The Oldest College Newspaper in Pennsylvania

The Lafayette

The Oldest College Newspaper in Pennsylvania

The Lafayette

The Oldest College Newspaper in Pennsylvania

The Lafayette

Admissions applications break fifth record in six years

For the fifth time in six years, the college has received a record number of applications for the incoming class of 2021. So far, admissions has received 8,403 applications from prospective students.

Dean of Admissions Matt Hyde is pleased with the numbers and with the new range of places, both across the country and the world.

“If you look at the growth of the pool over the last number of years we’ve stayed regularly steady in our backyard, New Jersey, Pennsylvania, New York, which we love, but we’ve been hustling in significant ways beyond it and doing what we can to create a brighter spotlight for Lafayette on the national stage,” Hyde said. “So growth in secondary and tertiary markets has been exciting to see.”

But Hyde doesn’t want to place too much weight on that number.

“I would never upend the success of our operation on a number, we will always select a fantastic class for this college regardless,” Hyde said. “We are growing enrollment, it’s nice to have a record applicant pool to select this class.”

The wide range of applicants is something President Alison Byerly said she also appreciates.

“Our pool is so rich now that we don’t need to expand infinitely in order to accommodate the number of increased admits we’d like to have every year,” she said. “That is, we already have many students in our pool that we can admit.”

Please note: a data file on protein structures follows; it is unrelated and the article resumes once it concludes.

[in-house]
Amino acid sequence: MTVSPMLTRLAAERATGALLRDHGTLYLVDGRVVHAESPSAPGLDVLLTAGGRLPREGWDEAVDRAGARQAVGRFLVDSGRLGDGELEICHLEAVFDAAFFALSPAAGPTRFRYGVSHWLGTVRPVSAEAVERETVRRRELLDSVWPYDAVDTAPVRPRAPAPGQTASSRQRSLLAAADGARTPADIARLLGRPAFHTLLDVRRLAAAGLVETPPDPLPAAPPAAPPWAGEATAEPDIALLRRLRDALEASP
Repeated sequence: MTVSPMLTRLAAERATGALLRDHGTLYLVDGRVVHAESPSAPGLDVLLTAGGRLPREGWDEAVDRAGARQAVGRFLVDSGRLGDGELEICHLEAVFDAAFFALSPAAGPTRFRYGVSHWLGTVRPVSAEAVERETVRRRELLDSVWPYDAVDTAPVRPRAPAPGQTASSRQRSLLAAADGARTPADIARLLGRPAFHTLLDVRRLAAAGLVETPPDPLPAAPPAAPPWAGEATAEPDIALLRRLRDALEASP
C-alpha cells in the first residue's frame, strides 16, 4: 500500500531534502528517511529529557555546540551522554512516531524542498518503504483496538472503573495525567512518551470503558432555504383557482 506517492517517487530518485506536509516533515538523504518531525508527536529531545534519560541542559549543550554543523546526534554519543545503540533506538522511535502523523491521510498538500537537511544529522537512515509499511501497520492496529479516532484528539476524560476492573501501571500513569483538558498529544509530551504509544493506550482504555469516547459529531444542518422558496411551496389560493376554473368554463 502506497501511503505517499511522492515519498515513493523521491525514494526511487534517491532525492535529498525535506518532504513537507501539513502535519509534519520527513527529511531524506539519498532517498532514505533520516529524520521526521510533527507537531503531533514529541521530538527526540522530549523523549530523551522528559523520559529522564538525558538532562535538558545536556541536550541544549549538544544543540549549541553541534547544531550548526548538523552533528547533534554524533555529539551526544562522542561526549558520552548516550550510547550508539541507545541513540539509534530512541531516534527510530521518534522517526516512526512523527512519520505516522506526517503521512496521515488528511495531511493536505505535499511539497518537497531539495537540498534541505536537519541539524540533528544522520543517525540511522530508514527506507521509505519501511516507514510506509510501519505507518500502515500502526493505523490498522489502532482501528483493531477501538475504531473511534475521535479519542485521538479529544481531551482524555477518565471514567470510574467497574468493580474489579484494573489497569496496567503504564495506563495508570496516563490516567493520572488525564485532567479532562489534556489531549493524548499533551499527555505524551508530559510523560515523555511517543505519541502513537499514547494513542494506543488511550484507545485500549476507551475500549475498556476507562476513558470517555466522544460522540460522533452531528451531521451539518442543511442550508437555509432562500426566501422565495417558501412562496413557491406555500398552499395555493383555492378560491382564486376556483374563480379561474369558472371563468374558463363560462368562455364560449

Not only has the application rate increased, the yield rate has been climbing over the past couple of years, according to Hyde. The yield rate, the number of students who enroll out of the number of students admitted, was around 30 percent last year.

Both Hyde and Byerly said that the college has worked to increase the size of its applicant pool over the years.

“The focus is really on getting the deepest pool so as to be able to admit the students that we’d most like to admit rather than trying to achieve a particular number in terms of acceptance rate,” Byerly said.

Hyde noted the personal nature of the admissions office’s search for applicants.

“We are here to engage and inspire young people about all they have to look forward to in a college setting like this,” he said.

Byerly, like Hyde, said that while she believes numbers are important, in the end it’s about the people who will be a part of the college’s community.

She said that the college’s focus is not “to get the acceptance rate lower and lower just to achieve prestige,” but to find the “right students” for Lafayette. 

“We want applications from students who are well-suited to Lafayette, whom we want to seriously consider,” Byerly said.

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